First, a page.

ASX to rise, Wall Street’s rally proves fleeting

Goldman Sachs’ Vickie Chang argues in a note that the sell-off on Wall Street could stretch well into the second half of the year.

“While history shows that actual Fed easing has generally been necessary to put a floor under monetary policy-induced corrections, we have speculated that a sign that the end of tightening is in sight might be sufficient in an era where forward guidance and financial conditions are more important.

“If we take a shift to 25bp rate hiking increments as one possible indicator of reaching that point, our current baseline forecast now envisages that this point will not be reached until the November FOMC [Federal Open Market Committee]where before we had seen it as possible in September.”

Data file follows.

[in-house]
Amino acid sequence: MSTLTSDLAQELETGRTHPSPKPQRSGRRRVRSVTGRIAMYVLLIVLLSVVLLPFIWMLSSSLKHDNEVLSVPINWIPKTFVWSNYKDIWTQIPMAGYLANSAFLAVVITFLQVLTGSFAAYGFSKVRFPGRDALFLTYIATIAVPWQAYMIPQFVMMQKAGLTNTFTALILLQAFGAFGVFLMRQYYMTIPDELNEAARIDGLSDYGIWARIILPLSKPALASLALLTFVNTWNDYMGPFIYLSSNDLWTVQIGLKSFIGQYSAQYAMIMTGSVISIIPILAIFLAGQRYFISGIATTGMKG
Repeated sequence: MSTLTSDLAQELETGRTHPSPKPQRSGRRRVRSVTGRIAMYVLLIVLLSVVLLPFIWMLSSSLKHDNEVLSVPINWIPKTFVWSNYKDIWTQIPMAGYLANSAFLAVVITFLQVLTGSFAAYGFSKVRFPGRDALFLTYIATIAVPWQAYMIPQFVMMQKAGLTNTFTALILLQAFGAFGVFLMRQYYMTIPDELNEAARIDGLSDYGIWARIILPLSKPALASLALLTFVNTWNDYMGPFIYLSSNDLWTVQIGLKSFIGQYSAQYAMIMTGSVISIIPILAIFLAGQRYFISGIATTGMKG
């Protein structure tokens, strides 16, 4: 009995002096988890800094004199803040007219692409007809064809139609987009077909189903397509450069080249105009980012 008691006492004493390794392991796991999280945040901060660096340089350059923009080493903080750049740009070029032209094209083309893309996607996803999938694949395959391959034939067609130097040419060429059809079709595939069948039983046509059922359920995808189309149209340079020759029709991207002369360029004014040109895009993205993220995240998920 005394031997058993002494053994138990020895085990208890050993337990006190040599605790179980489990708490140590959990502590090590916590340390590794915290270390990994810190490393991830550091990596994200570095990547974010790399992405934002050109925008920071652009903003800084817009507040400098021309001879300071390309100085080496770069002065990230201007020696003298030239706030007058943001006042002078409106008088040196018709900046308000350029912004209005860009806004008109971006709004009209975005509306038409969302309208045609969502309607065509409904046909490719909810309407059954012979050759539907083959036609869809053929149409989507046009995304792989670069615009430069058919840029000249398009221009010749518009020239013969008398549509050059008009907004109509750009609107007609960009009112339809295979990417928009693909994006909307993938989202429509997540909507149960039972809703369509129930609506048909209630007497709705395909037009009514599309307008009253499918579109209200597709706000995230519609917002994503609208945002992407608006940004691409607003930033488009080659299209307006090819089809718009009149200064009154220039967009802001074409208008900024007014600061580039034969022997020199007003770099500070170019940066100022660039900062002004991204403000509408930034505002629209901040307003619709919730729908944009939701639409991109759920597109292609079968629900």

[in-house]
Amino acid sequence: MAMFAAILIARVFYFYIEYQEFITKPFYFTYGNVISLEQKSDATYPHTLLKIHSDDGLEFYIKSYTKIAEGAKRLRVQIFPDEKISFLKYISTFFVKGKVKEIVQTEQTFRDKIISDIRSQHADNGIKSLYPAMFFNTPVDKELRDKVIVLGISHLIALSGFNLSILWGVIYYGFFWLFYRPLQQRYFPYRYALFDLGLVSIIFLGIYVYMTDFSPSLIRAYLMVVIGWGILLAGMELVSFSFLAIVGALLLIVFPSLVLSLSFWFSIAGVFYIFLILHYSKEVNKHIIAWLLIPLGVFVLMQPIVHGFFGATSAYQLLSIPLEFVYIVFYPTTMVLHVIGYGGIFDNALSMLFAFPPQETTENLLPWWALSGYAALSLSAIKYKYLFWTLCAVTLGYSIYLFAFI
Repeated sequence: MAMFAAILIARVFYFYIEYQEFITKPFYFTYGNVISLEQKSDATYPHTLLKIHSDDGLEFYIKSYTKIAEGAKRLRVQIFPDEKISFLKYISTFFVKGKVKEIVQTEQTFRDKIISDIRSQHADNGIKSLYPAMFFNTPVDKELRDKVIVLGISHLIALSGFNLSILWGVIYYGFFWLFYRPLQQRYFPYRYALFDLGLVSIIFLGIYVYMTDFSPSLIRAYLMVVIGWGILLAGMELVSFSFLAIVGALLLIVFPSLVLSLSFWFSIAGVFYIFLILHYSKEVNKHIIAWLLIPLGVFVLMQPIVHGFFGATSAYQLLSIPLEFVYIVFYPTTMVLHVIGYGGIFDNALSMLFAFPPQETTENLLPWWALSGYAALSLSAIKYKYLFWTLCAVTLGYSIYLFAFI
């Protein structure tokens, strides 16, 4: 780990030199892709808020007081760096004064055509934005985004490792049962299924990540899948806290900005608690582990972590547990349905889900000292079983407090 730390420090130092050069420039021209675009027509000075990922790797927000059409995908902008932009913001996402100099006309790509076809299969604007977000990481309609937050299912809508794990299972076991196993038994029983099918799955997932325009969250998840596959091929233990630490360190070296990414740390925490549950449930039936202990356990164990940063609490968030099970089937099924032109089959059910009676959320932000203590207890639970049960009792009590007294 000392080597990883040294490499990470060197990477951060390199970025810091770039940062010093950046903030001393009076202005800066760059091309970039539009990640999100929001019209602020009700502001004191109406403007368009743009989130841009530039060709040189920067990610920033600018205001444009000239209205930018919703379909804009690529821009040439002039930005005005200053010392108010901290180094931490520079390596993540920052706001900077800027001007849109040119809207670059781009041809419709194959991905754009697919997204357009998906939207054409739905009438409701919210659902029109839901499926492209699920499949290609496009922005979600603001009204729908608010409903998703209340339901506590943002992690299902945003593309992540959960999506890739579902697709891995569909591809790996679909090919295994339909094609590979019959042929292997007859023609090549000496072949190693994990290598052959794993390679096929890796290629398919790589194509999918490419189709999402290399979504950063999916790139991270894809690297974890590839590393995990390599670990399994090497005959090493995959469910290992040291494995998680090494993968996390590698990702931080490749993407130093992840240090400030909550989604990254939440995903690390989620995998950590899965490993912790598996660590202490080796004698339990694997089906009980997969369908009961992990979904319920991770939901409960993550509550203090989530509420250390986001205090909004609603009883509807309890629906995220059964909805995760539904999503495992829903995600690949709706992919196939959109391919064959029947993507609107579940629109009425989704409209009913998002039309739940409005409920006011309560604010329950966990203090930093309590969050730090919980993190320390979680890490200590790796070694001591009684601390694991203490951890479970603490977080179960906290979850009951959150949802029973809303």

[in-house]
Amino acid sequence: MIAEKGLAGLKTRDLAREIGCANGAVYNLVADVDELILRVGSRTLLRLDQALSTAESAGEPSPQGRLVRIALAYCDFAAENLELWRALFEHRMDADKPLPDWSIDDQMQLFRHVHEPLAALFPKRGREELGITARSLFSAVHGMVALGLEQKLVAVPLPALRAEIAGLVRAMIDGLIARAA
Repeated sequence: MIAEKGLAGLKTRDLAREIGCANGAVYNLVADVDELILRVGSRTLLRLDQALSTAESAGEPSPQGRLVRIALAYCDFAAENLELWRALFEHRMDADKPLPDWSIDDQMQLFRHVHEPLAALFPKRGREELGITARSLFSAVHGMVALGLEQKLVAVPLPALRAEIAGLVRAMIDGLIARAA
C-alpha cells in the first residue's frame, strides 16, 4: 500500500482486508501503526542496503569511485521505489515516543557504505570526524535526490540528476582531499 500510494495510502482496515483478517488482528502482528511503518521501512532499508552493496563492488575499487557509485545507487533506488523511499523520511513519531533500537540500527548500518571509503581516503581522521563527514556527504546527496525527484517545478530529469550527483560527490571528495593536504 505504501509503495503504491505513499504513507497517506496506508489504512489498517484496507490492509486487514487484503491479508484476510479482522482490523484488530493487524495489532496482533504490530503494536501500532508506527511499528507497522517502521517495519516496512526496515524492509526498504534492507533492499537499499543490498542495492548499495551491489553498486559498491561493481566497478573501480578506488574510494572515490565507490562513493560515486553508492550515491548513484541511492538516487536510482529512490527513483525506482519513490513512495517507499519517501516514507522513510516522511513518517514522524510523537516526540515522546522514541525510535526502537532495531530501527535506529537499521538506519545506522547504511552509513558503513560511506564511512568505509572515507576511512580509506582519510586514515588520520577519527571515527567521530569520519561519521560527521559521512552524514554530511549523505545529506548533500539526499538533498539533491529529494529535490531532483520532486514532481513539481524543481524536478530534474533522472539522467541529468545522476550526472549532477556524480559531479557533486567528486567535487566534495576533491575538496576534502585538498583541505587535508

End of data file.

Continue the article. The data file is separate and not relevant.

Chang also wrote that if the US economy entered into a recession, it would look most like the early 1970s or the early 1990s recession in terms of these macro parameters – moderately high inflation, some macro equity overvaluation, no significant private sector imbalances, and a modest increase in the unemployment rate on our forecasts.

And yet, the equity correction in the 1969-1970 recession was almost twice the size of the 1990-1991 recession – and this current equity sell-off was already more severe than the 1990s example, she also said.

Chang said “our analysis overall suggests that it may be easier to define the point at which equity markets could trough – at or close to the point at which the Fed shifts away from its current tightening – than to be confident about how far equities will have fallen when that point is reached”.

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